My favorite advice that I’ve received about college is to focus less about perfect grades and take more time to participate in classes that interest and challenge you.
There is an insane amount of cool and fascinating FSU classes and this list only begins to scratch the surface.
1. Hollywood Cinema
It almost seems like a rite of passage for a college student to take at least one film class, and Hollywood Cinema encapsulates everything you want in one. It includes really thoughtful film analysis of the iconic movies that we grew up knowing and loving, like Fight Club or Eternal Sunshine of the Spotless Mind. “We watched both of the Blade Runner movies and it was really interesting to study how the style and themes in Blade Runner 2049 involved from the original film that came out in the early 80s,” junior Bethany Geltner said. “I would recommend this class for anyone who is interested in spending 16 weeks watching films about death.” The class included some mandatory screenings but mostly students watched the films on their own time.
2. Modern Popular Music
Everyone enjoys music, but how did we transition from one music era to another? How did disco music become so popular? How did the music of James Brown influence important musicians today like Kanye West and Kendrick Lamar? This class answers these questions, starting with covering music from the early 20th century until now. Modern Popular Music gives us a socioeconomic and technological context of the time and how that influenced that kind of music we’ve come to love. It will cover artists you’ve heard of, but even big music nerds can learn something from this class.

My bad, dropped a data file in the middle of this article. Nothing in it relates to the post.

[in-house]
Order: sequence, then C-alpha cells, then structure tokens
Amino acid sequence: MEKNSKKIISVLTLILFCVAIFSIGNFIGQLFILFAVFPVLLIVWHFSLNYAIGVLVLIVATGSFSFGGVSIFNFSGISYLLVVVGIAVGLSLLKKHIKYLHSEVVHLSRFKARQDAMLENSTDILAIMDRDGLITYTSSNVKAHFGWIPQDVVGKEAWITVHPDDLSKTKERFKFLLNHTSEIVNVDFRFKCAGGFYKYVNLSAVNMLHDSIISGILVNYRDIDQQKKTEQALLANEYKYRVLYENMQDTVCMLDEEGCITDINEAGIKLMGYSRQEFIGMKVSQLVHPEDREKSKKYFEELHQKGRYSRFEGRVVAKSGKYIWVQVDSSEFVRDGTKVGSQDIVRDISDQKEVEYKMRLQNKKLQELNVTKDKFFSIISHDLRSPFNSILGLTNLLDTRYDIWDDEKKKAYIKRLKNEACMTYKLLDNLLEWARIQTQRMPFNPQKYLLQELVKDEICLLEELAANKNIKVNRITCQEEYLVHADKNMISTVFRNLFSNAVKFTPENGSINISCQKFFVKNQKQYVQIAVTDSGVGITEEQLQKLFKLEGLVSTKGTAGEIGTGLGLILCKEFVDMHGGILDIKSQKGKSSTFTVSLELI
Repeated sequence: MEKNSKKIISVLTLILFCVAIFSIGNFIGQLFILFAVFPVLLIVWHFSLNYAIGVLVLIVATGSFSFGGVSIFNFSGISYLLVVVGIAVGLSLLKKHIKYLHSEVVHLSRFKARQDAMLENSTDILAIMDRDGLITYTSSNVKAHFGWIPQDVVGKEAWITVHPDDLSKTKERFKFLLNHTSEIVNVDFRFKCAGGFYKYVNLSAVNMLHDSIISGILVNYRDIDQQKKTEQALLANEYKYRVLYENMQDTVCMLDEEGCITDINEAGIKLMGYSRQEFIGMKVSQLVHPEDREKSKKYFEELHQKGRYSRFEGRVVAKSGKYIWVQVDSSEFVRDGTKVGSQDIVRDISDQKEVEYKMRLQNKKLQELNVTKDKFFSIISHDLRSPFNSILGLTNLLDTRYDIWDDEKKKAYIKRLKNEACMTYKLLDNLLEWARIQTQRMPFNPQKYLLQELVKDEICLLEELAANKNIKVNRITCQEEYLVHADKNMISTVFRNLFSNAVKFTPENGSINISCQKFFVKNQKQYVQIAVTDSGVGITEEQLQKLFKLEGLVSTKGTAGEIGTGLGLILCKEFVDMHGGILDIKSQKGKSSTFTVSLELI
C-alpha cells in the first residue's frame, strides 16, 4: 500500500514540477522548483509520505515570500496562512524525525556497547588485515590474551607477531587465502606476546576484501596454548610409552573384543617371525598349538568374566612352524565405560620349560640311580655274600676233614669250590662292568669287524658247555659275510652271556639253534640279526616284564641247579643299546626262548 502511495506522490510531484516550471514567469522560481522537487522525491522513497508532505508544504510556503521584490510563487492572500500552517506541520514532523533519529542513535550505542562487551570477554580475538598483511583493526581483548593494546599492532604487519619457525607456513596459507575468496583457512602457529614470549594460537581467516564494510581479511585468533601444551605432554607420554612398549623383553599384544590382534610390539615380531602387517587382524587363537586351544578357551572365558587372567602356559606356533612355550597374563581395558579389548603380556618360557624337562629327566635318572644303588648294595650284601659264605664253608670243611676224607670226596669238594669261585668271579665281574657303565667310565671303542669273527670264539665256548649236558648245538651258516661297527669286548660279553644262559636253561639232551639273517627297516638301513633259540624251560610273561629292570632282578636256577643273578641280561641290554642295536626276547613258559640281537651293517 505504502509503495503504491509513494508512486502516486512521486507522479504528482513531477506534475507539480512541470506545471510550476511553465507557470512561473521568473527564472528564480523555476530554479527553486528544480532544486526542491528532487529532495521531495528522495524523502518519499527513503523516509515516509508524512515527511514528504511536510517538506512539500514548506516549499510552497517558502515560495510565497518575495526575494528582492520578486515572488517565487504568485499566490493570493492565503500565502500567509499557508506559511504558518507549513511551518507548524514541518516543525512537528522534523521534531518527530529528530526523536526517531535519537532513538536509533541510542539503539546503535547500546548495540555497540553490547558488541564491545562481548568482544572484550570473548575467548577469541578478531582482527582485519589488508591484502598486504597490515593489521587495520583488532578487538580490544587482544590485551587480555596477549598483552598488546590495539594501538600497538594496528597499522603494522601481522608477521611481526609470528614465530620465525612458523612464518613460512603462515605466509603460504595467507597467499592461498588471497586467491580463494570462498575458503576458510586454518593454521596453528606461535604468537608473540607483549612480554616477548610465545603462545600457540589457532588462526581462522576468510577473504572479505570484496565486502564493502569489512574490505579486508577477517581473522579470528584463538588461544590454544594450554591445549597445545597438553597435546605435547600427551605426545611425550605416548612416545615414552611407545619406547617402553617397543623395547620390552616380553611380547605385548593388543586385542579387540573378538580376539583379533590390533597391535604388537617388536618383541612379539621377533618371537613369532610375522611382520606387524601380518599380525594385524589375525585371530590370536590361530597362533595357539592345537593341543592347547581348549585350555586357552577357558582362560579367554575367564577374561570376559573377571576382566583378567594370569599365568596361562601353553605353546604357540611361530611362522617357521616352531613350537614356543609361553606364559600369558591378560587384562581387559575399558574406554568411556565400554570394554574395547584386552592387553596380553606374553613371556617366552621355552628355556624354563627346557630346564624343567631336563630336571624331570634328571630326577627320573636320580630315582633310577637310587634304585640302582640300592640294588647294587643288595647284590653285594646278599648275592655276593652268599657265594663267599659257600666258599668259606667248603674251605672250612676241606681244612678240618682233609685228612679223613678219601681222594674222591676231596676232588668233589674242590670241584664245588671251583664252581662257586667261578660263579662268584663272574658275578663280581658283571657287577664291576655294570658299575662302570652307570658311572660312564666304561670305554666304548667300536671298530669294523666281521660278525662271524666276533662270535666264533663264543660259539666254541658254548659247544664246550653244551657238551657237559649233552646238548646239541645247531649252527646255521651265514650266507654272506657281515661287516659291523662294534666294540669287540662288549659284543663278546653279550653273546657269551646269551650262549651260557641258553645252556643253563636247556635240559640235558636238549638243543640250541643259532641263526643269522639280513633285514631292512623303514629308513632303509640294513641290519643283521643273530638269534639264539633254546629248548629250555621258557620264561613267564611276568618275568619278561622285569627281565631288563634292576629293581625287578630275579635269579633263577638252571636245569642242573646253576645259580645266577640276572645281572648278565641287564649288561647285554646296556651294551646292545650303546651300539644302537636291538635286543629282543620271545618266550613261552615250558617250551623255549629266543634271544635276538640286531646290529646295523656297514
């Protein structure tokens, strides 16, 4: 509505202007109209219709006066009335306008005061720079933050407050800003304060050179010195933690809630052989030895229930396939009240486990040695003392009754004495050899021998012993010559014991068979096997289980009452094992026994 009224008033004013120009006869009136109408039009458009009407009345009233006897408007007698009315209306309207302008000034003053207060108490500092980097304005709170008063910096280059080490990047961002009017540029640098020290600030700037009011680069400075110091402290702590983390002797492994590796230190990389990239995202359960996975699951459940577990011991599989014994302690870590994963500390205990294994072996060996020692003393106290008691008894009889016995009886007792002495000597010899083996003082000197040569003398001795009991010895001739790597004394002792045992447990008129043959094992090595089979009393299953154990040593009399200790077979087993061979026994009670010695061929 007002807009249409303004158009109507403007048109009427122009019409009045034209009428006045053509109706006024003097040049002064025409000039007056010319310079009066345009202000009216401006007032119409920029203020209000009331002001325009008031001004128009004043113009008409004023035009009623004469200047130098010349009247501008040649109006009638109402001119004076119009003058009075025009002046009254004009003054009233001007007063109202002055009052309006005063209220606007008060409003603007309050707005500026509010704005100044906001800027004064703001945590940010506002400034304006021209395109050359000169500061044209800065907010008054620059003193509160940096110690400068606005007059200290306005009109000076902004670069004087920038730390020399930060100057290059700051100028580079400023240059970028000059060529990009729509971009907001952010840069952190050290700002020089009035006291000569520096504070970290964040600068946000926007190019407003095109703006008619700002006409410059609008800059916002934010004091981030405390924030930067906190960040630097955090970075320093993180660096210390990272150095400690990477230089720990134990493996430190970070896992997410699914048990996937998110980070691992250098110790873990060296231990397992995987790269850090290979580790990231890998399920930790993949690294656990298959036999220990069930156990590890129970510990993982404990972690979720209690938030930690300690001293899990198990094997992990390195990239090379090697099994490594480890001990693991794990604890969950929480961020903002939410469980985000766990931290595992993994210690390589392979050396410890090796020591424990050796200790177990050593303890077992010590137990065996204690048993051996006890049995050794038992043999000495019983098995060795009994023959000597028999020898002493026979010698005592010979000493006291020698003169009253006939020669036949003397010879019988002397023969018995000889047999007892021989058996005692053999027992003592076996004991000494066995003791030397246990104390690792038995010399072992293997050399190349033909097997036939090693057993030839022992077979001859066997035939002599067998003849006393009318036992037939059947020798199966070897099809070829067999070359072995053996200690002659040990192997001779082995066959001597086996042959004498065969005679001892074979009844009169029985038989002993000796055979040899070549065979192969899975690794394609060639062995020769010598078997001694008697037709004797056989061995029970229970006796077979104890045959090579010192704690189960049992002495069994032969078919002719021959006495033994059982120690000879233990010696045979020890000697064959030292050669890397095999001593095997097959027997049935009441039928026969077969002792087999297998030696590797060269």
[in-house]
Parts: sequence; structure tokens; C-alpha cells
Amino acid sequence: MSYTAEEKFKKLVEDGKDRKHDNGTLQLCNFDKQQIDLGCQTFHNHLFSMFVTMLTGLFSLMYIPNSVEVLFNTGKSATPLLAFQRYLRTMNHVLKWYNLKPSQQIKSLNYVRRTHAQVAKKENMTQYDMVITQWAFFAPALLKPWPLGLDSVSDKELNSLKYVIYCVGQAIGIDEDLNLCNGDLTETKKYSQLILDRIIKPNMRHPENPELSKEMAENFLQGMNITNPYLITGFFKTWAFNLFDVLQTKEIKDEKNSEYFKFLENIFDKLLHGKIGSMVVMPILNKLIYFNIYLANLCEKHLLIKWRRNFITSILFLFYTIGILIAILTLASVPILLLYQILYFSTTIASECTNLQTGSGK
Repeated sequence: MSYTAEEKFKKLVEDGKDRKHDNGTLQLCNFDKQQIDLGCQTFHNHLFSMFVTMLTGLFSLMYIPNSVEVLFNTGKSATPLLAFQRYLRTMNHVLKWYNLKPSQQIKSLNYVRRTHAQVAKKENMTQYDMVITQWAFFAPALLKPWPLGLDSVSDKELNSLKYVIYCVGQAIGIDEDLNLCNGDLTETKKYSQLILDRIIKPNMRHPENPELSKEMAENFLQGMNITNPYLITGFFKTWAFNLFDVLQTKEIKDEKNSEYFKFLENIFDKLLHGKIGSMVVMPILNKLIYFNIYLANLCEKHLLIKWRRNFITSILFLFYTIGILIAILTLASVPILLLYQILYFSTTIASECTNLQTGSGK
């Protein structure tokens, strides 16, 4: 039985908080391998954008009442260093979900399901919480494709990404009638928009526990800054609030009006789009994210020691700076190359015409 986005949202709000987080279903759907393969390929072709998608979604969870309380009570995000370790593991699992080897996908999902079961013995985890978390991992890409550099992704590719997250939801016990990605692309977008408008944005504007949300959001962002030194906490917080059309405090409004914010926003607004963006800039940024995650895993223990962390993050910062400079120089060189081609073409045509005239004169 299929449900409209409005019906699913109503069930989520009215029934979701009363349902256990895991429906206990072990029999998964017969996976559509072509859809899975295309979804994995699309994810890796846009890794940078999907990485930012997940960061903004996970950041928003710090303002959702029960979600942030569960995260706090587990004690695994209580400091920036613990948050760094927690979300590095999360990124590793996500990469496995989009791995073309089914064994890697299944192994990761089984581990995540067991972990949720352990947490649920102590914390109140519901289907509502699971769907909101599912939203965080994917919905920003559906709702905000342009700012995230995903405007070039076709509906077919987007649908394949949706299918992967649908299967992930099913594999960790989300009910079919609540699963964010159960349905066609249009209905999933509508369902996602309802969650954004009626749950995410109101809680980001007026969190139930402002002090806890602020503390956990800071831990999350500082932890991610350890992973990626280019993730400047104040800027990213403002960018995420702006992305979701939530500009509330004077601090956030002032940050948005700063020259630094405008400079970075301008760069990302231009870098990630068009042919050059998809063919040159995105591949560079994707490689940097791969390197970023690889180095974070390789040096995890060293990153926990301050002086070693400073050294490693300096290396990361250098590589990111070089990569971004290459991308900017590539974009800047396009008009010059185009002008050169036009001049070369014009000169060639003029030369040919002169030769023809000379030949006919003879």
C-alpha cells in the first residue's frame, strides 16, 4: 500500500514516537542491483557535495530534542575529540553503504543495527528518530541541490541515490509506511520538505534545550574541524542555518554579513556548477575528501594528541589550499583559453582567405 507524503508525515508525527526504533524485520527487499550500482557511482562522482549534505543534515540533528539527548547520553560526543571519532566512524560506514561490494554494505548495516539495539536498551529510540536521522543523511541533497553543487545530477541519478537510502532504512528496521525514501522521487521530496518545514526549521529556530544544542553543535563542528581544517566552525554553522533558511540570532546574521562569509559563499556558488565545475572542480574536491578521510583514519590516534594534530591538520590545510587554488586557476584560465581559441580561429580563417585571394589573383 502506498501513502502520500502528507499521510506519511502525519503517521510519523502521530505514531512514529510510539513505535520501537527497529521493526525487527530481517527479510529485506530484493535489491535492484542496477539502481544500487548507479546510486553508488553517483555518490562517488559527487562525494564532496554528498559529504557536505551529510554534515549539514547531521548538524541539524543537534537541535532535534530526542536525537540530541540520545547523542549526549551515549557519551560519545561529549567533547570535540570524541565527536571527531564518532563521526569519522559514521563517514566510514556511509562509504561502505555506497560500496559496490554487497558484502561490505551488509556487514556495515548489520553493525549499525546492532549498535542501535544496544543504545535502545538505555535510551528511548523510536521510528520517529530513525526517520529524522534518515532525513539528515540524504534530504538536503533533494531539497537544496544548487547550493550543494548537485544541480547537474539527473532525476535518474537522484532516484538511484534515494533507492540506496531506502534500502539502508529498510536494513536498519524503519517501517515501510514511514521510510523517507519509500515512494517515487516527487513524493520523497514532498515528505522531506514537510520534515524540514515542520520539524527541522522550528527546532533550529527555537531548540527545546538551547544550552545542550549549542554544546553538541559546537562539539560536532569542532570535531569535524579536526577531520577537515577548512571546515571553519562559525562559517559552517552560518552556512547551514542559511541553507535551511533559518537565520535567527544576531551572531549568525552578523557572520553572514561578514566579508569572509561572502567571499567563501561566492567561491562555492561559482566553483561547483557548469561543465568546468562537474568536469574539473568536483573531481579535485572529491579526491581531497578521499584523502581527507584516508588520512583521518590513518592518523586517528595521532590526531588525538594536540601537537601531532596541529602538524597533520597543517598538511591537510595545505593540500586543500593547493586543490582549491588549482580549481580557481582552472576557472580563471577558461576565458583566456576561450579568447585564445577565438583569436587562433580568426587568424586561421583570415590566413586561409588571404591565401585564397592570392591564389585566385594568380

3. Ancient Mythology, East and West
This class covers mythological beliefs all around the world. It discusses the ideas centered around the mythology and how they reflect a society’s culture, like how it can explain where seasons come from. “We had to write our own myth and I wrote about two goddesses named Romy and Michelle. I got an A,” junior Ben Mayhew said. The class interestingly delves into history in the context of storytelling, and how cultures used stories to reflect their beliefs. Sounds like perfect party talk.
4. Critics of Religion
Another class that goes deeper into cultural beliefs, Critics of Religion studies different critics and philosophers like Feurbach, Marx and Freud, and what they said about religions. It focuses heavily on discussion and critically looks at the flaws and virtues of the critics’ thought. Senior Madison Stuart said, “My favorite part of the class was professor David Kafka. He made the class modern and relevant to our lives. We talk about religion and analyzed its philosophical significance throughout history, but we also discuss how it is related to important social issues today like racism and police brutality.” Good classes should challenge our worldview and this one does just that.
5. Sociology of Marriage and Families
Ever wonder why people actually get married? This class focuses on how the way we were socialized impacts the way we view relationships and familial life. Senior Adrian Fernandez said, “What I found the most interesting was the large focus on intimate partner violence and how we are taught from an early age that men are the only aggressors to look out for. Now more than ever, we need to be talking about intimate partner violence amongst same sex couples and bring that into light.” You can take a sociology course on any social cultures but institutions like marriage and family are so engrained in us and could inspire particular interest.